Board Game Recommendations From JSU

Bring a little Spiel to your Social Distance -by JSU St. Louis Associate Director Sam Zitin

The author's game room

 In my time working with JSU I’ve utilized plenty of games with the students that I work with.  My wife and I have been big gamers for years (our collection stands at about 175 titles) but besides our personal interest in them I find them particularly well suited for facilitating various types of interactions with friends and family and obviously the teens we work with.  

Since Covid-19 has gotten so many of us staying at home it is a particularly good opportunity to spend more quality time with our families.  Board games can be not only a fun way to spend some time together, but they can even be a way to learn more about one another, express feelings and interact in ways we wouldn’t typically.  

If games you have experience with are limited to things like Monopoly, Battleship, Life, Clue are probably unaware that there is a tremendous world of options available today and your ideas of how fun a board game can be might need some refreshing!  With that being said I thought I’d take some time to share some personal recommendations for you and your family to enjoy during social distancing.

Games For Families With Teens

While these aren't difficult to pick up by any means, their complexity is more suited to teenagers and older

Ticket to Ride - One of the “new classics” of the board game world.  It’s really easy rules and tremendous depth of strategy offer almost infinite replay value.  One of the must have strategy games these days. 

Qwirkle - If your favorite part of Scrabble is making words in two directions at the same time and feeling really clever from tile placements check out this tile laying game with cute colored symbols instead of letters.  2-4 players

Kingdomino - A great variant on dominos that has you building your own little kingdom.  Your score is based on building big areas of regions multiplied by symbols on the tiles, quick to learn, tons of fun.  2-4 players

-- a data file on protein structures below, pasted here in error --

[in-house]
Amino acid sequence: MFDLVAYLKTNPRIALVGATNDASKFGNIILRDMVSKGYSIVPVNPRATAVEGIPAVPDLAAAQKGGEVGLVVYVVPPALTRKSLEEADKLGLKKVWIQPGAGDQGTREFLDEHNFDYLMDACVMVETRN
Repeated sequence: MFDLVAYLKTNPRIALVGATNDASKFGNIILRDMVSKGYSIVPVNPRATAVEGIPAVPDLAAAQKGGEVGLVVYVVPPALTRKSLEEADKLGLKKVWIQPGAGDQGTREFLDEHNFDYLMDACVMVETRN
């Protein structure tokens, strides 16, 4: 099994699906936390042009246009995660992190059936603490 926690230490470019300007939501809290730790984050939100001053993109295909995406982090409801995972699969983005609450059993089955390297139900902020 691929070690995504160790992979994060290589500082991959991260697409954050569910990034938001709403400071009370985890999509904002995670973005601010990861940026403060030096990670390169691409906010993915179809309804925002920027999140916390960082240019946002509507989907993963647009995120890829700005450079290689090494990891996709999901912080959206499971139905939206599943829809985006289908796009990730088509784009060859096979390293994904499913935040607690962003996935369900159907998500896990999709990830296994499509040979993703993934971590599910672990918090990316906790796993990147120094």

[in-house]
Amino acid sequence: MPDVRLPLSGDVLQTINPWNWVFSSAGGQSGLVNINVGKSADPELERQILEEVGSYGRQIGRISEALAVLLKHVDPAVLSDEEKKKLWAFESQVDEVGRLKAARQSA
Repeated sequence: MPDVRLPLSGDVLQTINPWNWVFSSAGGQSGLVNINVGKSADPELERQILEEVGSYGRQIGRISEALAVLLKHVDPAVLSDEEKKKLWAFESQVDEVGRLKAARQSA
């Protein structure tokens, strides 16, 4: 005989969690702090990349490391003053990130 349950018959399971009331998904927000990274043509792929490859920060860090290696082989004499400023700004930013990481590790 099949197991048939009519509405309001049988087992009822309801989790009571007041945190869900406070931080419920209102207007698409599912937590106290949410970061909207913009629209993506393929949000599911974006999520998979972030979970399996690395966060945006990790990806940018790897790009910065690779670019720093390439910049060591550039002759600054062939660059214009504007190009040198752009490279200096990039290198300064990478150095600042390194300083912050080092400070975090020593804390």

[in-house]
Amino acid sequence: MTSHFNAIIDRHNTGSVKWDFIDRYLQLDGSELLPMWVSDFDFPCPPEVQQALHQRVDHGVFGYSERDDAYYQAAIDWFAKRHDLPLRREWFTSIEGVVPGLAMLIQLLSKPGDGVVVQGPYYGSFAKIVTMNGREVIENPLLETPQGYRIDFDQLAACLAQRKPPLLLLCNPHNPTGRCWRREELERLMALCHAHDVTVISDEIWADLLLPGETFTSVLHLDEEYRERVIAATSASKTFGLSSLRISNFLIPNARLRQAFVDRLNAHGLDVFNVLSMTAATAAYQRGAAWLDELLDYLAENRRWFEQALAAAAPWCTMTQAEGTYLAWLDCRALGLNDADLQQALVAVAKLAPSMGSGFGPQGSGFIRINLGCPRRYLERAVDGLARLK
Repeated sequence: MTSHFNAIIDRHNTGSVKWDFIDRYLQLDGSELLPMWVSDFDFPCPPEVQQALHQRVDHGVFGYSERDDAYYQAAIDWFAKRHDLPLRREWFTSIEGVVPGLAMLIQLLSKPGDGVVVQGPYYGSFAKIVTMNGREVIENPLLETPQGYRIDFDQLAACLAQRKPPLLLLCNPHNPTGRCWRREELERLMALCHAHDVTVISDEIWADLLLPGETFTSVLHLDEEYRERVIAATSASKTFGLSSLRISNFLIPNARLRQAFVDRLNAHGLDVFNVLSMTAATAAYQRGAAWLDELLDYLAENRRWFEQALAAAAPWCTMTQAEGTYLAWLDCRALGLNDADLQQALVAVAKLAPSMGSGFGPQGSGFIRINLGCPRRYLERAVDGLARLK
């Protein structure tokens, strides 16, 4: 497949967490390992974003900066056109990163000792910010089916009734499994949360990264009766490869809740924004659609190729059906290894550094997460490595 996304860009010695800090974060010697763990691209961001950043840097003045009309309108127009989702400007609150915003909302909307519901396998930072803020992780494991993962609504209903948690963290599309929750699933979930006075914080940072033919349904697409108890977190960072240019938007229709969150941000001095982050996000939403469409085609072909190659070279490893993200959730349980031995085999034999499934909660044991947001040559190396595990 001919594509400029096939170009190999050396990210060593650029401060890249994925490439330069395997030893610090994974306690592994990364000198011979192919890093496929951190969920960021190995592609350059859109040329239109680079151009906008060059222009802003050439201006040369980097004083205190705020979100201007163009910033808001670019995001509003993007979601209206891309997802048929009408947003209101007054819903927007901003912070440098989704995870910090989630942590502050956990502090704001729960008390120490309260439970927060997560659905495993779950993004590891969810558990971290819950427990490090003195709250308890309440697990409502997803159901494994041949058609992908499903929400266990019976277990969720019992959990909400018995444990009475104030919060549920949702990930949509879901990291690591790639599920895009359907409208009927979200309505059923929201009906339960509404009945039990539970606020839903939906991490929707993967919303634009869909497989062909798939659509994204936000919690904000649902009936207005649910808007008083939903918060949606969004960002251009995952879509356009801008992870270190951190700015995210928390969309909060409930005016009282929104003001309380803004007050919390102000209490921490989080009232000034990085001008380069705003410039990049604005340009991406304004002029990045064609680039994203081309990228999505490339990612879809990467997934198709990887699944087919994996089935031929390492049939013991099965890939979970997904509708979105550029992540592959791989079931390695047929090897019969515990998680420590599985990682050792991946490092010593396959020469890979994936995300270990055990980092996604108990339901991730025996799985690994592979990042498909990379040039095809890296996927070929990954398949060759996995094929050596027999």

Azul - A little bit more complex at first glance, but there are plenty of Youtube videos to explain the fundamentally simple tile laying game.  On your turn you can only do one of two things, take all the tiles on a disc, or all the tiles in the center, then place them on your own board.  Simple right?  It seems it until your neighbor took that ONE TILE YOU TOTALLY NEEDED!!  Highly recommended award winning strategy game for 2-4 players. 

Coup - Probably not recommended if you have thin skin, or don’t want to find out how good your family members are at lying to your face.  Coup is at it’s core a bluffing game that has no betting, just trying to stop everyone else from getting too far ahead.  A much bigger experience than it’s 15 cards and tokens would suggest.

Games For Younger Family Members

While definitely fun for all ages these are a bit more accessible for the younger ones in the family (ages 8-13 or so)

Dixit - This game is full of beautifully illustrated oversized cards and asks players essentially to play a card facedown from their hand and give it a title.  All other players try to play a card from their own hands that matches that description in an effort to fool the other players, similar to Balderdash in that respect.  Charming art helps complete the package and creates a magical experience.